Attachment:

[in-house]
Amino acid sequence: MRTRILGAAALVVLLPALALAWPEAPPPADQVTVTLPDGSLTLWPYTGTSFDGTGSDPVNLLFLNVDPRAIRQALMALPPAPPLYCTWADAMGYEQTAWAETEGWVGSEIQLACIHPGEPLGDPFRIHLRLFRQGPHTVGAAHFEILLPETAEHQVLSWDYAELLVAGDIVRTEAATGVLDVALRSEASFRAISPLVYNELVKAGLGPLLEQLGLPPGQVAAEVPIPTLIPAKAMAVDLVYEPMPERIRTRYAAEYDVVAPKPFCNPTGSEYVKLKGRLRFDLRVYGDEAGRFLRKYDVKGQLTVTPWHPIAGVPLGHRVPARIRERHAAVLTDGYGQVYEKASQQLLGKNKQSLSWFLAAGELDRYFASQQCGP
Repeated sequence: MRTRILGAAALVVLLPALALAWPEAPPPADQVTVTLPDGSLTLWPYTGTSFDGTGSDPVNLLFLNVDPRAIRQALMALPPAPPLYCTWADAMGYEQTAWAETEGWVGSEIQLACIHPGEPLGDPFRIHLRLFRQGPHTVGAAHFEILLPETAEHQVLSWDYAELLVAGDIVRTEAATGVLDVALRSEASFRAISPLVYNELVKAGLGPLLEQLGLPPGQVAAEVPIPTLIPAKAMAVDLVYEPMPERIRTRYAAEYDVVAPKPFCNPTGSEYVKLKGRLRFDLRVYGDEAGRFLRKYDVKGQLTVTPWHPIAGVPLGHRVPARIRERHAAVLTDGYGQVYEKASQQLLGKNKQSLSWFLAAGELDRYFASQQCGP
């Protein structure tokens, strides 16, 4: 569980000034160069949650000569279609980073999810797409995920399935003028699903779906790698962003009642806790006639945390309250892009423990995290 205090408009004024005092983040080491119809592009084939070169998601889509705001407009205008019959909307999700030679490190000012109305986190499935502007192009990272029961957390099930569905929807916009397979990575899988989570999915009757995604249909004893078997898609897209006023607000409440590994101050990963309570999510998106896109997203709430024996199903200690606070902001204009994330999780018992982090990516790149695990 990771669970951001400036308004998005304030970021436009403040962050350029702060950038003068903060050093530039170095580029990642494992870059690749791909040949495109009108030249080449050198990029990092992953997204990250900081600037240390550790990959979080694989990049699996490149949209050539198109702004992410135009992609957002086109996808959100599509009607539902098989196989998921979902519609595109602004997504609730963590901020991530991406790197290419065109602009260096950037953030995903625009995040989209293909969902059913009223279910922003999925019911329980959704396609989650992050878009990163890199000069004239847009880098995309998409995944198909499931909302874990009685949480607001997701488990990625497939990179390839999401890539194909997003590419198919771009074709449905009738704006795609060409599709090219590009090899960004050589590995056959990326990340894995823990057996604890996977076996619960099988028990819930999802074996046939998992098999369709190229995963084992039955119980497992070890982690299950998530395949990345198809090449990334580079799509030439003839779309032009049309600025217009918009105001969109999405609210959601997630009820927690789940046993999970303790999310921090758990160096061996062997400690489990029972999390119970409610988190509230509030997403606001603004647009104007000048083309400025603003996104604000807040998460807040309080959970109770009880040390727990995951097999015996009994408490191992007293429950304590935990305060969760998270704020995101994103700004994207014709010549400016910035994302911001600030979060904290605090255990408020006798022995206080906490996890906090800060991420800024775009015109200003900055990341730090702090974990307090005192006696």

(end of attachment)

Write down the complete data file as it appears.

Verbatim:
[in-house]
Amino acid sequence: MRTRILGAAALVVLLPALALAWPEAPPPADQVTVTLPDGSLTLWPYTGTSFDGTGSDPVNLLFLNVDPRAIRQALMALPPAPPLYCTWADAMGYEQTAWAETEGWVGSEIQLACIHPGEPLGDPFRIHLRLFRQGPHTVGAAHFEILLPETAEHQVLSWDYAELLVAGDIVRTEAATGVLDVALRSEASFRAISPLVYNELVKAGLGPLLEQLGLPPGQVAAEVPIPTLIPAKAMAVDLVYEPMPERIRTRYAAEYDVVAPKPFCNPTGSEYVKLKGRLRFDLRVYGDEAGRFLRKYDVKGQLTVTPWHPIAGVPLGHRVPARIRERHAAVLTDGYGQVYEKASQQLLGKNKQSLSWFLAAGELDRYFASQQCGP
Repeated sequence: MRTRILGAAALVVLLPALALAWPEAPPPADQVTVTLPDGSLTLWPYTGTSFDGTGSDPVNLLFLNVDPRAIRQALMALPPAPPLYCTWADAMGYEQTAWAETEGWVGSEIQLACIHPGEPLGDPFRIHLRLFRQGPHTVGAAHFEILLPETAEHQVLSWDYAELLVAGDIVRTEAATGVLDVALRSEASFRAISPLVYNELVKAGLGPLLEQLGLPPGQVAAEVPIPTLIPAKAMAVDLVYEPMPERIRTRYAAEYDVVAPKPFCNPTGSEYVKLKGRLRFDLRVYGDEAGRFLRKYDVKGQLTVTPWHPIAGVPLGHRVPARIRERHAAVLTDGYGQVYEKASQQLLGKNKQSLSWFLAAGELDRYFASQQCGP
């Protein structure tokens, strides 16, 4: 569980000034160069949650000569279609980073999810797409995920399935003028699903779906790698962003009642806790006639945390309250892009423990995290 205090408009004024005092983040080491119809592009084939070169998601889509705001407009205008019959909307999700030679490190000012109305986190499935502007192009990272029961957390099930569905929807916009397979990575899988989570999915009757995604249909004893078997898609897209006023607000409440590994101050990963309570999510998106896109997203709430024996199903200690606070902001204009994330999780018992982090990516790149695990 990771669970951001400036308004998005304030970021436009403040962050350029702060950038003068903060050093530039170095580029990642494992870059690749791909040949495109009108030249080449050198990029990092992953997204990250900081600037240390550790990959979080694989990049699996490149949209050539198109702004992410135009992609957002086109996808959100599509009607539902098989196989998921979902519609595109602004997504609730963590901020991530991406790197290419065109602009260096950037953030995903625009995040989209293909969902059913009223279910922003999925019911329980959704396609989650992050878009990163890199000069004239847009880098995309998409995944198909499931909302874990009685949480607001997701488990990625497939990179390839999401890539194909997003590419198919771009074709449905009738704006795609060409599709090219590009090899960004050589590995056959990326990340894995823990057996604890996977076996619960099988028990819930999802074996046939998992098999369709190229995963084992039955119980497992070890982690299950998530395949990345198809090449990334580079799509030439003839779309032009049309600025217009918009105001969109999405609210959601997630009820927690789940046993999970303790999310921090758990160096061996062997400690489990029972999390119970409610988190509230509030997403606001603004647009104007000048083309400025603003996104604000807040998460807040309080959970109770009880040390727990995951097999015996009994408490191992007293429950304590935990305060969760998270704020995101994103700004994207014709010549400016910035994302911001600030979060904290605090255990408020006798022995206080906490996890906090800060991420800024775009015109200003900055990341730090702090974990307090005192006696």